I’ve been thinking for (literally) years now about the elements that make the difference between “ugh” pushy copywriting and the kind of copywriting that makes you actually like the company that puts it out.
For the same kind of product or service, one company will create copy that makes me want to run a million miles away.
And another company writes something that makes me fling myself at them with unseemly abandon.
I have about a thousand answers to this, but the other day I think I may have figured out the most important one — the factor that underlies everything else.
- Scuzzy copy uses copywriting “tricks” to make its case.
- Cool copy uses the voice of the audience to make its case.
(To be clear, I don’t mean “cool” like “I own a fashionable phone” cool. This is more like, “I’m not an asshat” cool.)
I’ve been saying for a long time that for marketers and business owners, everything good comes from the audience.
Let me put that into some shouty type.
“Everything good comes from the audience.”
– Sonia Simone
The “first wave” of folks selling stuff on the internet turned to classic direct response copywriting to figure out how to sell with words. (These were those hypey pages with yellow highlighter and red headlines — maybe you remember them.)
They relied on the traditional description of copywriting as salesmanship in print.
Now, I’d like to be crazy clear: There is nothing wrong with direct response copywriting.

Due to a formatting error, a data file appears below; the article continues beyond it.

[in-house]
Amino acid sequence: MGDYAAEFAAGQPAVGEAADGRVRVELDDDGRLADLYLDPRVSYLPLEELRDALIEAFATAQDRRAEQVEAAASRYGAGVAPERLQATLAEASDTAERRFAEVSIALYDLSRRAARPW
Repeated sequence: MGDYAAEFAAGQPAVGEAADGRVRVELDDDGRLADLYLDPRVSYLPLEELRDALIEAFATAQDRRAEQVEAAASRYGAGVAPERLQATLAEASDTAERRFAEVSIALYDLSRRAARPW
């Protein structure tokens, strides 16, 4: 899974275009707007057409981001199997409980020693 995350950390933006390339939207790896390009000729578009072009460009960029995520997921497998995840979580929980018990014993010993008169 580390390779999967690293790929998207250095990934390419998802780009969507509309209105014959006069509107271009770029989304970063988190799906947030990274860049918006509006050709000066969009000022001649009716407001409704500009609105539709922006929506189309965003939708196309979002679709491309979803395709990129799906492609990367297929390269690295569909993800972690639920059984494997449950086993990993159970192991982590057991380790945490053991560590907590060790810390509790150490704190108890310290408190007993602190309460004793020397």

As long as you are not misleading anyone, that “classic” style is not evil or bad. There are some very ethical, very cool people who identify as direct response writers.
I respect direct response, a lot.
But some of the copywriters who work in that tradition have missed one of its most important principles:
The right voice for your advertising and marketing always comes from your customer.
That’s why Eugene Schwartz, every advertising nerd’s favorite classic copywriter, said:
Copy is not written. Copy is assembled.”
Schwartz was a genius at listening to the voice of real people who bought the products and services he was selling, and using their words and their emotions to put his persuasive copy together.
Where this can go dangerously wrong
But in my opinion, there’s a common and serious mistake that comes up a lot in that community.
It’s a truism among those folks that effective, conversion-oriented copywriting isn’t “creative.”
It’s supposed to be taken purely from customer research, without any of the writer’s art getting in the way of that customer-focused voice.
But that’s a gross oversimplification. A giant pile of word salad doesn’t turn into compelling copy all by itself.
It takes a skilled writer to take shape those observations into a coherent message.
It’s absolutely creative.
And that is the secret to great copywriting, especially today.
Copywriting, 2019 style
“Wordsmithing” alone isn’t enough to write copy that causes an audience to take action.